I see this architectural pattern being underrated and I think it needs to be used more often. Systems are shifting more and more towards microservices architectures and also at the application level we want to gain modularity and decoupling. Especially for services that are not under our control. Putting a boundary between our business and any other dependencies would ensure better future evolvability.
Recently I am working on the edge microservice of a distributed system, let’s call it
Microservice 1. This is built using Spring Boot and as usually it uses Spring MVC to build it’s internal API defined by Java interfaces and DTOs.
Microservice 2 wants to consume the API provided by
Microservice 1 so we need to bind these 2 microservices together. But what is the ideal way to do this in this case? Since microservices architectures are relying very much on bounded context and loose coupling we need to do this with minimum intersection but also avoiding duplications.
Today I had to face a strange issue regarding inspecting requests over the network. I am working on a new feature where users can upload files to our server trough a mobile application. I am responsible for developing the backend part and exposing the proper API. The frontend parts for this feature are the mobile applications, Android and iOS done by remote developers.
I had the opportunity to work with Blockchain lately (on Ethereum) so I learned quickly how is all working, how can I build my own blockchain. The documentation is a little immature at this time, as expected, it’s new technology. Also issues posted online ware broken because of different versions of the tools I used. Most of them weren’t even version 1 yet. I decided to explain the logic behind blockchains, so I will start by building a raw blockchain without using any specific tools. This will be pure Java.
This is for those times when we start a container and figure that no port or the wrong port was exposed. Docker uses it’s own bridge network, that we can define or change but there is no official documentation about how it manipulates the OS routing rules. And there is no official solution to expose a port on a docker container but there are a few workarounds. Let’s see what can we do.
Today we will discuss about memory leaks, what are these, what is causing them and how to find them using a tool called Java VisualVM.
A thread is just a unit that is doing some processing. A java application runs on multiple threads that can be spawn up any particular time. Each thread has it’s own stack trace bat all the threads in an application share the same heap. Once all threads are stopped, the application will exit. Working with threads can get very complicated and to be able to investigate our applications behavior it is important to be able to read through thread dumps.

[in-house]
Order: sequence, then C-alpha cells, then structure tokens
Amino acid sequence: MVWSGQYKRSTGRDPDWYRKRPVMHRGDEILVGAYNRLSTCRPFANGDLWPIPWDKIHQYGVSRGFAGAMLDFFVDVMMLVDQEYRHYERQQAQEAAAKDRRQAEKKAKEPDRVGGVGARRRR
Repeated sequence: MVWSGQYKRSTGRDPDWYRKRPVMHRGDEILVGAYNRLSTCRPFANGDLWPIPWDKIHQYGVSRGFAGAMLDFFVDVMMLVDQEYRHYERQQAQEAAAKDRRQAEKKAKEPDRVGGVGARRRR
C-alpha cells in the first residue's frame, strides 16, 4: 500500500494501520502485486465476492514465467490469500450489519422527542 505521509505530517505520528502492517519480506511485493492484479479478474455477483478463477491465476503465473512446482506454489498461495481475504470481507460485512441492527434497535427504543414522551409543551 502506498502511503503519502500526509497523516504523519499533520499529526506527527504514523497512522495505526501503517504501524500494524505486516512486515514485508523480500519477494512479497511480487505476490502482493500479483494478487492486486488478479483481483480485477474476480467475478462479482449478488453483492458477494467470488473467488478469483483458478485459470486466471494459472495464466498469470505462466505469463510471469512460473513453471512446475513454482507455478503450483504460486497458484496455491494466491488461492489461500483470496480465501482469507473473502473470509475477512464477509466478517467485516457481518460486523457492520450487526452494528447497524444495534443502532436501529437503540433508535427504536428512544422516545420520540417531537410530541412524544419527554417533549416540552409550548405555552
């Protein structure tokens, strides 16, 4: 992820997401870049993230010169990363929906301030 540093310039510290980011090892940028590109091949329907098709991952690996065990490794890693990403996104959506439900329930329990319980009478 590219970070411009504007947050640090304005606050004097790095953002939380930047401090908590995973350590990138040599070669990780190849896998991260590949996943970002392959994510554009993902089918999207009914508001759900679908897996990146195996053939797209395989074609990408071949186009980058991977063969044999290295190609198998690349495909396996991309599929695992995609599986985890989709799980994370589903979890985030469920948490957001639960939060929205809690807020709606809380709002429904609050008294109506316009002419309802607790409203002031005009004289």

In this post I will explain the workflow of doing TDD while solving a coding challenge. While following the TDD workflow we will intentionally head in the wrong direction at some point and we will see how we can easily refactor while having confidence in our tests. To stay original I chose a challenge that I didn’t find anywhere. And that is because the the educational system from Eastern Europe (ex Sovietic Block) was different from other places. It is also a good coding challenge to give developers doing a coding interview.
Lets face it, it happens often that our branches are flooded with commits with a significat number of them not even being directly related to the feature we are implementing, like
fixing typo or
cleanup debugger, comments, etc.
Acceptance tests should be very easy to follow by non tech people like our client could be.
Let’s say we want to let our users upload images and we want to save them to our
.../public/gallery folder using Paperclip. But we want to add them dynamically, based on another field of our model.
This will be a very short one, just to prove a point. ERB templates are usually very verbose while including partials and layouts and can result is a very complex UI architecture.
Time complexity measures the performance evolvability of an algorithm. It describes how an algorithm’s performance will scale based on scaling the inputs (or some external factor) or in other words, how will the processing time of the algorithm grow if we grow the input values or data quantity (like: increasing the integer values that represents some form of quantity, increasing the size of an array / string, etc). Instead of comparing the input and execution time, we can compare the input and the number of operations the algorithm has to execute. This is very useful when comparing algorithms.